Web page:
Quiet design. 12 simple design principles.

VanessaVaile:

What permaculture and #rhizo15/rhizomatic learning design have in common (apologies for the spoiler)

Originally posted on Into the twilight...:

In my purse, stashed in behind two photos of my children, is a scrap of paper with the only design principles that have ever made sense to me. Twelve simple principles as an antithesis, to a sea of educational and instructional design frameworks, some of which need maddening interrogation to explain or understand. Twelve simple principles that seem to work, whatever I throw at them.

They are understandable, no matter what your experience in life.

You can use them to approach anything. You can navigate them as a simple list, or delve deep into thick well-thumbed books and frequently cited journal articles.  There is probably even a waiting  list in your local public library for copies of these books.

They are design principles that you can intellectualise or philosophise as you please.

They can be the cleverest thinking tool and yet can also spawn you a robust do list.

You can…

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Digital Public Space; CyberSalon

VanessaVaile:

not really a MOOC (MOOC.alt?) and certainly not madness but still posting it here (I will at least think about renaming the blog ~ maybe MOOC.alt?)

Originally posted on Open Digital Practice:

Digital Citizens; From Consumers to Creators

Background; Last night (March 23rd) Cybersalon, co-ordinated by Eva Pascoe, organised one of their public events in the House of Commons discussing Digital Citizenship. This was in response to being invited to comment on 3 new government policy documents relating to the developing and evolving digital world. First of all The House of Lords Digital Skills Committee report Make or Break The UK’s Digital Future (pdf). Secondly the Speakers Commisson (John Bercow) on Digital Democracy and, as it turned out, most importantly for the debate the recent report on digital surveillance Privacy and Security: A modern and transparent legal framework (pdf) by the Intelligence and Security Committee.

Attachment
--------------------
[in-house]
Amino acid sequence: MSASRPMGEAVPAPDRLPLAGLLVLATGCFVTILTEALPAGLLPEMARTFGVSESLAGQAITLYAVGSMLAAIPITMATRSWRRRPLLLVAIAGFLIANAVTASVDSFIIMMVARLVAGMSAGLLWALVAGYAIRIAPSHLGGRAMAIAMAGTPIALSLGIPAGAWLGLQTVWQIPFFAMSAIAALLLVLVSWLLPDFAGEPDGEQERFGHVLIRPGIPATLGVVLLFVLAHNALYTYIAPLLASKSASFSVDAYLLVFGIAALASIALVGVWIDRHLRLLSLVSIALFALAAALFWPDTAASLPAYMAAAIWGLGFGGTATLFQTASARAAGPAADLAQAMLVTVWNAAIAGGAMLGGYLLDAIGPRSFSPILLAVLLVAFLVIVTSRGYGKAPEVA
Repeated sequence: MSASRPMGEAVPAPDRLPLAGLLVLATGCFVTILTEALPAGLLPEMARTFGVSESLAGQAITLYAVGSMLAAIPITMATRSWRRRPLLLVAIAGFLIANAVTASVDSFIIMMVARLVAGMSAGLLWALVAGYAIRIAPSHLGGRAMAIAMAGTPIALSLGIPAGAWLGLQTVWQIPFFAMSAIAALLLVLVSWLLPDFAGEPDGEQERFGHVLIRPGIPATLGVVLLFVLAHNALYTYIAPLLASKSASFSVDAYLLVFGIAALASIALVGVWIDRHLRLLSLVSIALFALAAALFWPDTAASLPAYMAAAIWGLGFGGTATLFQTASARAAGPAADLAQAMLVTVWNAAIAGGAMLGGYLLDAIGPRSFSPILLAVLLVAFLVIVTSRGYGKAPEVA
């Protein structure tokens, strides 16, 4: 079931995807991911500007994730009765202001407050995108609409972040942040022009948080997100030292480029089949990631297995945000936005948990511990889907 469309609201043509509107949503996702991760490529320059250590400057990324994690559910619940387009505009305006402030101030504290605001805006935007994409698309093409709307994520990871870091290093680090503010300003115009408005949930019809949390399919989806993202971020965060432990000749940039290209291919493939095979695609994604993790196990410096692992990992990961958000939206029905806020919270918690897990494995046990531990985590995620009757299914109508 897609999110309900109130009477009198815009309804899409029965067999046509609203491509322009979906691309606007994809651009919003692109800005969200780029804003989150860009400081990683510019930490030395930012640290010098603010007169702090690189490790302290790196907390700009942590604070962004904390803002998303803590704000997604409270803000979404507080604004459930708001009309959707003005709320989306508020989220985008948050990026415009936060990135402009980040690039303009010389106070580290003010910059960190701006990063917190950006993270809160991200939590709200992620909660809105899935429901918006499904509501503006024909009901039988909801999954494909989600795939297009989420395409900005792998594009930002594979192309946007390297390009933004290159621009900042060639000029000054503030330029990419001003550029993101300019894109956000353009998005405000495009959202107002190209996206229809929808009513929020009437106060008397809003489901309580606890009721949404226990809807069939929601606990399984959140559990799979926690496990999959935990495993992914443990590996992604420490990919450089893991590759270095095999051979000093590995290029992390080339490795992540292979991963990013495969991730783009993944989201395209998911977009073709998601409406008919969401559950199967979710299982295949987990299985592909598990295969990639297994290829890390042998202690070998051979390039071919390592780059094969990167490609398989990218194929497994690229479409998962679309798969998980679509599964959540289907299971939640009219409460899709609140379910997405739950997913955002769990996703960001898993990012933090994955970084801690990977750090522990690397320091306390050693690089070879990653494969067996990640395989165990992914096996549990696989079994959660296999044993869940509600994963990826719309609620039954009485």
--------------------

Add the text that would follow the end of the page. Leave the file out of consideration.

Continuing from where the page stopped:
Debate; Opened by Richard Barbrook statinh that “We should collectively regulate the Internet in the common interest” and expanding on his recent blog post on Digital Citizenship as democratic emancipation, he pointed out that we should not…

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10 Things Worth Sharing March 1 – 7, 2015

VanessaVaile:

not entirely about MOOCs but surely enough so to qualify for Madness and — more important — a good read

Originally posted on Thinking Out Loud:

Screen Shot 2015-02-28 at 5.45.10 PM

sculpture by Jonty Hurwitz original site for image

Week of March 1 – 7, 2015

Inspired by Austin Kleon, I am going to start posting a list of 10 things I think are worth sharing each week.

1.) Subscribe to Austin Kleon’s weekly list – it comes out every Friday and it is great! An eclectic mix of art, interesting things and innovations.

2.) The completion rate of moocs is an oft-sited issue that I think is bogus. The goal is not completion. Dave Cormier & George Siemens talk about moocs being like the beginnings of a conversation at a party, they help you decide if you want to stay longer. In this interview George alludes to mooc completion being “kind of like the question ‘who completes a library?’ We don’t have that mindset toward a library; we take the book we want to read and bring it back. MOOCs are…

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March of the MOOCs (serious interview)

VanessaVaile:

The MOOCow interviews Gordon but mostly lectures on MOOCs…or maybe the other way around. In any case, this post is a spiffy MOOC (or whatever they are being called) catch-up. Not too mad either…

Originally posted on Connection not Content:

moocow

MOOC Cow @MooCow
@Gordon_L
M-M-MMMOOOOOOOOOOOOOOOOOOOOOCC-C-C !!

Hi G! Let me on your blog!
0 secs ago via Twitter for cPad

Gordon @Gordon_L 
@MOOCow Sure come right on! – good to see you again!

Gordon: So what have you been up to MOOCow? Can’t talk for long – doing serious coding in Python.

MOOCow: Hi G, I’ve been privately interviewing people about MOOCs – I need your frank and honest opinions.

G: Well OK, I’ll be frank as long as it really is private.

MC: Trust me G – cross two hearts and hope to die! I’ve done interviewing active MOOC participants and now I want your thoughts as a Veteran Lurker.

G: Woah MOOCow! – we don’t use the ‘L’ word now – I’m a Sampler!

MC: Oh yeah? Downloading videos from every xMOOC going and never looking at them? Following cMOOCs as if they were soap operas and now you can’t stop…

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elearnspace › Innovation in open online courses